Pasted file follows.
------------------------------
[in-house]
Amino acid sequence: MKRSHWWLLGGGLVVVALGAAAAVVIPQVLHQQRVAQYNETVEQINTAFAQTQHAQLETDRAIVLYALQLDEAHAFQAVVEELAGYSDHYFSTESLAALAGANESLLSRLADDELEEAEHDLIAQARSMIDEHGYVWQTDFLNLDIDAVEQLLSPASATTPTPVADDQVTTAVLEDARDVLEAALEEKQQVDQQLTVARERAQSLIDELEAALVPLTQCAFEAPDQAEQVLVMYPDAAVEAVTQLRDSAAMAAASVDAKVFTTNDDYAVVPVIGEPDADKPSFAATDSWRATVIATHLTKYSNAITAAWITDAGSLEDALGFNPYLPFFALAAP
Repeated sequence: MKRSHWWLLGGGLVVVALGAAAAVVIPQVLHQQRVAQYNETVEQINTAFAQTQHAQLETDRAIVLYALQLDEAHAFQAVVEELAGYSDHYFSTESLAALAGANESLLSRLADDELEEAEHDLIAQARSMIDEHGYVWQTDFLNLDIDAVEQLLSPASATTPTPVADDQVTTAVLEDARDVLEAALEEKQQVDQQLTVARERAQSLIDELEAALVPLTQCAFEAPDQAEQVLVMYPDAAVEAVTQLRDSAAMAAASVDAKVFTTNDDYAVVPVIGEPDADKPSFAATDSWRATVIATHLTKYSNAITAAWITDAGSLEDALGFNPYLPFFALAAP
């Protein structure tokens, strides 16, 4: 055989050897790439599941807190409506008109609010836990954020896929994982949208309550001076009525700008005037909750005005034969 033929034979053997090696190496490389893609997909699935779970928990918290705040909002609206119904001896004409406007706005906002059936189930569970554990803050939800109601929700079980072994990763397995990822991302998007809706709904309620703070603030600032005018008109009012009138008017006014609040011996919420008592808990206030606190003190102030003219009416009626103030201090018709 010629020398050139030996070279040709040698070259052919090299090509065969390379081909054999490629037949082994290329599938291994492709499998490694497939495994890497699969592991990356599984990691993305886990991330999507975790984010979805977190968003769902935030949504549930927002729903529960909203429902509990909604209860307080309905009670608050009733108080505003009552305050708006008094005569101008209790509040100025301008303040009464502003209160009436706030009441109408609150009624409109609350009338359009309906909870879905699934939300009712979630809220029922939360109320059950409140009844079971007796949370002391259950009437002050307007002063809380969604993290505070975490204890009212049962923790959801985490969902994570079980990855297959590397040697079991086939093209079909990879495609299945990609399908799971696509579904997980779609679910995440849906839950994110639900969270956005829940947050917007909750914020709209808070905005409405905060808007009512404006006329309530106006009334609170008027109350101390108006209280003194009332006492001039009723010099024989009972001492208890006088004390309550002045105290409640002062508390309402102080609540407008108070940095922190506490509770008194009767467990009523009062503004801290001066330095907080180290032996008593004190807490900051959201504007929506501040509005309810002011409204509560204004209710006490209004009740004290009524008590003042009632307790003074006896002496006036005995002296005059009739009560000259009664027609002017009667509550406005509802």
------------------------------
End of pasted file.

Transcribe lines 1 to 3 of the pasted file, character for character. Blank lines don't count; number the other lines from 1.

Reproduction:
[in-house]
Amino acid sequence: MKRSHWWLLGGGLVVVALGAAAAVVIPQVLHQQRVAQYNETVEQINTAFAQTQHAQLETDRAIVLYALQLDEAHAFQAVVEELAGYSDHYFSTESLAALAGANESLLSRLADDELEEAEHDLIAQARSMIDEHGYVWQTDFLNLDIDAVEQLLSPASATTPTPVADDQVTTAVLEDARDVLEAALEEKQQVDQQLTVARERAQSLIDELEAALVPLTQCAFEAPDQAEQVLVMYPDAAVEAVTQLRDSAAMAAASVDAKVFTTNDDYAVVPVIGEPDADKPSFAATDSWRATVIATHLTKYSNAITAAWITDAGSLEDALGFNPYLPFFALAAP
Repeated sequence: MKRSHWWLLGGGLVVVALGAAAAVVIPQVLHQQRVAQYNETVEQINTAFAQTQHAQLETDRAIVLYALQLDEAHAFQAVVEELAGYSDHYFSTESLAALAGANESLLSRLADDELEEAEHDLIAQARSMIDEHGYVWQTDFLNLDIDAVEQLLSPASATTPTPVADDQVTTAVLEDARDVLEAALEEKQQVDQQLTVARERAQSLIDELEAALVPLTQCAFEAPDQAEQVLVMYPDAAVEAVTQLRDSAAMAAASVDAKVFTTNDDYAVVPVIGEPDADKPSFAATDSWRATVIATHLTKYSNAITAAWITDAGSLEDALGFNPYLPFFALAAP